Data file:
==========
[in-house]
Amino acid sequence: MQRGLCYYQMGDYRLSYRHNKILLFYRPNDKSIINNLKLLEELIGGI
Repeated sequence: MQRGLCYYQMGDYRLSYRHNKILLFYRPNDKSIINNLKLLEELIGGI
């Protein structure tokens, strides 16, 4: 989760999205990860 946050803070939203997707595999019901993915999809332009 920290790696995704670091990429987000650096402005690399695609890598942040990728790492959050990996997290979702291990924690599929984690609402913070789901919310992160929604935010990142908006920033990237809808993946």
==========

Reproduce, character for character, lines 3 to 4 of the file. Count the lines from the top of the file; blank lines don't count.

Repeated sequence: MQRGLCYYQMGDYRLSYRHNKILLFYRPNDKSIINNLKLLEELIGGI
């Protein structure tokens, strides 16, 4: 989760999205990860 946050803070939203997707595999019901993915999809332009 920290790696995704670091990429987000650096402005690399695609890598942040990728790492959050990996997290979702291990924690599929984690609402913070789901919310992160929604935010990142908006920033990237809808993946």